The Buddha’s last words were to let the Dharma be your light, seeking no external refuge. While the Nembutsu might seem like prayer to a divine being, this is not the case. In reciting Amida’s name, Namu-Amida-Butsu, we awaken to the symbolic light of Dharma-wisdom, the truth of reality, in our daily lives. The name Amida means boundless light.
Note that light is not the right translation, it should be island, in the sense of a refuge, a place that is protected.
This is in line with what is explained by the Buddha in many suttas similar to SN22.43:
“Mendicants, be your own island, your own refuge, with no other refuge.
Let the teaching be your island and your refuge, with no other refuge."
And of course, this is what we find in DN16:
"So Ānanda, be your own island, your own refuge, with no other refuge.
Let the teaching be your island and your refuge, with no other refuge.
And how does a mendicant do this?
It’s when a mendicant meditates by observing an aspect of the body—keen, aware, and mindful, rid of desire and aversion for the world. They meditate observing an aspect of feelings … mind … principles—keen, aware, and mindful, rid of desire and aversion for the world.
That’s how a mendicant is their own island, their own refuge, with no other refuge.
That’s how the teaching is their island and their refuge, with no other refuge.
Whether now or after I have passed, any who shall live as their own island, their own refuge, with no other refuge; with the teaching as their island and their refuge, with no other refuge—those mendicants of mine who want to train shall be among the best of the best.”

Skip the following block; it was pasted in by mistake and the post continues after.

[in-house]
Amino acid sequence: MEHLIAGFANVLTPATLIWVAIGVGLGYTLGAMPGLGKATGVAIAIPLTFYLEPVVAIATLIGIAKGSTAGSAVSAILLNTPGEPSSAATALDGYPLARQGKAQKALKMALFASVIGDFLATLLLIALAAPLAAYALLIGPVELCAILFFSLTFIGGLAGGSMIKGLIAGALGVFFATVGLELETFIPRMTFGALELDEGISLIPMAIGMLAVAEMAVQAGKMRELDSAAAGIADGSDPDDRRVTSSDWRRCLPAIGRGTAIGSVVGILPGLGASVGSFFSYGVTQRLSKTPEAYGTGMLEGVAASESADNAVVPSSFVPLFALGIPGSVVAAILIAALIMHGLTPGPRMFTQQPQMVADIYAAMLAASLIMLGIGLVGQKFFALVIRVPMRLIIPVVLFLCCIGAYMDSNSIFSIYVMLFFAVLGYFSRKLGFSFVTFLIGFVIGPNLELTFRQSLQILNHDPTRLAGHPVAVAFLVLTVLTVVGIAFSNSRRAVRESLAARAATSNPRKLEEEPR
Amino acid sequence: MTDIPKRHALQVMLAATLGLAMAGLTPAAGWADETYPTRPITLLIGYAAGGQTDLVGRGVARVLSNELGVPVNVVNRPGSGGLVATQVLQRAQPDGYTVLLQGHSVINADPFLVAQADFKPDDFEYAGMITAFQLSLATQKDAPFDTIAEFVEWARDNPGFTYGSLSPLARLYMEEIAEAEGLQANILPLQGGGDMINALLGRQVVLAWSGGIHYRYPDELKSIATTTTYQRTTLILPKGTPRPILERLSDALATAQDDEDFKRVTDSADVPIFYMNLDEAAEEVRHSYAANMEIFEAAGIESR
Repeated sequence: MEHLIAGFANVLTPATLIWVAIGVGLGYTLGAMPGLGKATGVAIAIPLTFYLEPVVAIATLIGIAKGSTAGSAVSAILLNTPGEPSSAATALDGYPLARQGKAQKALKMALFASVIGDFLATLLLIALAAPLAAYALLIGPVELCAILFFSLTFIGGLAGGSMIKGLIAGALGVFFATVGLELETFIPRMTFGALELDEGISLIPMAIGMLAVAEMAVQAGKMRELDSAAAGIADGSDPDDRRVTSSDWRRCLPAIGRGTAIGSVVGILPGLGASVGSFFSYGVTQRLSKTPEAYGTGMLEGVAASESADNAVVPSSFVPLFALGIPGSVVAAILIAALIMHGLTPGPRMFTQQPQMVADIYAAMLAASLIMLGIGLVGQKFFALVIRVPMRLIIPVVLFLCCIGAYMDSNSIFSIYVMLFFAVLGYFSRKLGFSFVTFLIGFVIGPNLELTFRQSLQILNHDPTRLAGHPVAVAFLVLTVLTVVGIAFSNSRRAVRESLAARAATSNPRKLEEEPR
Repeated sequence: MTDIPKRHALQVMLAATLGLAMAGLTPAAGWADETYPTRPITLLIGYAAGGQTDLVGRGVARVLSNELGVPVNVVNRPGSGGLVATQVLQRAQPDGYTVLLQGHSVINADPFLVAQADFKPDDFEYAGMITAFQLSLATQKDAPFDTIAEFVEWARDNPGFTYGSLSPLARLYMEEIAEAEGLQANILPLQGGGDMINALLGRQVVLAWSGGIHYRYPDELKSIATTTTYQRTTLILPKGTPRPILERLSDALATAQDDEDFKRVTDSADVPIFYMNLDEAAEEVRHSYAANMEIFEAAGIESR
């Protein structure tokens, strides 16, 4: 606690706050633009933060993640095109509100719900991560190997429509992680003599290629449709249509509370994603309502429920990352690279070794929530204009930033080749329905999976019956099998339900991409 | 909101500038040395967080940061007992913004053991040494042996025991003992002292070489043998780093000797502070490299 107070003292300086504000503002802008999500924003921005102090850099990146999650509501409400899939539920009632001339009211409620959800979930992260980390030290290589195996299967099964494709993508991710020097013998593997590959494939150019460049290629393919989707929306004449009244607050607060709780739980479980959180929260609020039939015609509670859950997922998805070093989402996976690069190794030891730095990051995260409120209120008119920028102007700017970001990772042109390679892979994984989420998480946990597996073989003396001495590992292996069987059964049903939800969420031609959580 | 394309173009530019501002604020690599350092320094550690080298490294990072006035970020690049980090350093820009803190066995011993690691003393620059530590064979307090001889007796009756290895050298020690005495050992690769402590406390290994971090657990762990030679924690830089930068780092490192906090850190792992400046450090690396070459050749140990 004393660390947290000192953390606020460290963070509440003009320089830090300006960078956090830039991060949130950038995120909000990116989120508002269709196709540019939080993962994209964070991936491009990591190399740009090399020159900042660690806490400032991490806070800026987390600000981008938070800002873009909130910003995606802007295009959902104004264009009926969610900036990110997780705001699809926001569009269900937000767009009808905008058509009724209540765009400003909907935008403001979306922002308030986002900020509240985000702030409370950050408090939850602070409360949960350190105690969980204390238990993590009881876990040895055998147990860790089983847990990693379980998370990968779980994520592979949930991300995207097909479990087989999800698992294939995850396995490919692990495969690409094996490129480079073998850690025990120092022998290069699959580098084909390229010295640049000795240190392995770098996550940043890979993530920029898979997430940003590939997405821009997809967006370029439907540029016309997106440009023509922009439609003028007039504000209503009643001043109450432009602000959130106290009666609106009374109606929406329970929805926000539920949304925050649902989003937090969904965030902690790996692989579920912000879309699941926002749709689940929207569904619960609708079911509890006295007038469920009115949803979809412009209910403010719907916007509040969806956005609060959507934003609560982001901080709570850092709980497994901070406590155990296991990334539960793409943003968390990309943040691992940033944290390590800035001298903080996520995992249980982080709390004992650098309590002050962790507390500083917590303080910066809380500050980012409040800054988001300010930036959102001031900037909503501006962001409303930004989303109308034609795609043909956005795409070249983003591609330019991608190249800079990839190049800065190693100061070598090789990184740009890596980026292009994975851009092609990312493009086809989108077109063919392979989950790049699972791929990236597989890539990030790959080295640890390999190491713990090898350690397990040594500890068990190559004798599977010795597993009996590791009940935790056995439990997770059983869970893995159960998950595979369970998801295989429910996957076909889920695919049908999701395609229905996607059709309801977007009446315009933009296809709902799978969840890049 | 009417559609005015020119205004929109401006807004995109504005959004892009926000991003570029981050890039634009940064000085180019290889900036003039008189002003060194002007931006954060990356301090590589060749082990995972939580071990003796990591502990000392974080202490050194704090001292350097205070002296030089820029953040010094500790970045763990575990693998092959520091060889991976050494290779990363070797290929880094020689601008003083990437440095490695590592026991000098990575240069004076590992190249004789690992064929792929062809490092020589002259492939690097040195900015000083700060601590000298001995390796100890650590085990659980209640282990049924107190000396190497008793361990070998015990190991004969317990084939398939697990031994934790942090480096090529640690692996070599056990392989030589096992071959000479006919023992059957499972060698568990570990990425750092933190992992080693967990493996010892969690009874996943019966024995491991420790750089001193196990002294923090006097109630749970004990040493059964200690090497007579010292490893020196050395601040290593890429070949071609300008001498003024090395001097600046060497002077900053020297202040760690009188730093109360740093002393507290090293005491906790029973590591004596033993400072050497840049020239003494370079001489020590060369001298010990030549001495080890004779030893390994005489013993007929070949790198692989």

Hence, from the perspective of the sutta describing Buddha’s last teaching, for someone to be his/her own island all he/she needs to do is to develop the four foundations of mindfulness.
It is very straightforward and does not leave much room for alternative interpretations in my opinion.
So is reciting Amidas name an alternative to the 8-fold path?
Actually, his last words were this:
Come now, mendicants, I say to you all: ‘Conditions fall apart. Persist with diligence.’” These were the Realized One’s last words. (DN16)
I would say all of the above! But seriously chanting nembutsu all day and night might lead you to a heavenly realm. I don’t think it will take you to nibbana according to EBTs.
So is rebirth in the Pureland the goal of chanting Amida? I think it’s called “Sukhavati”?
Suddhāvāsa is the land only anagamins can go, according to the EBTs. And anagamins have completed their sila and samadhi (jhana etc.) aspects of their training.
The Pali dipa can mean either lamp or island. I believe that lamp makes more sense in the context of the Buddha’s final discourse. In regard to Amida Buddha, if he’s seen as a symbolic personification of the Dharma itself as the natural order of the universe, then calling to mind the name of Amida is calling to mind the Dharma. This is one of many devices a person can use to be mindful of the Dharma.
Closed because it is not clear what the topic of discussion is.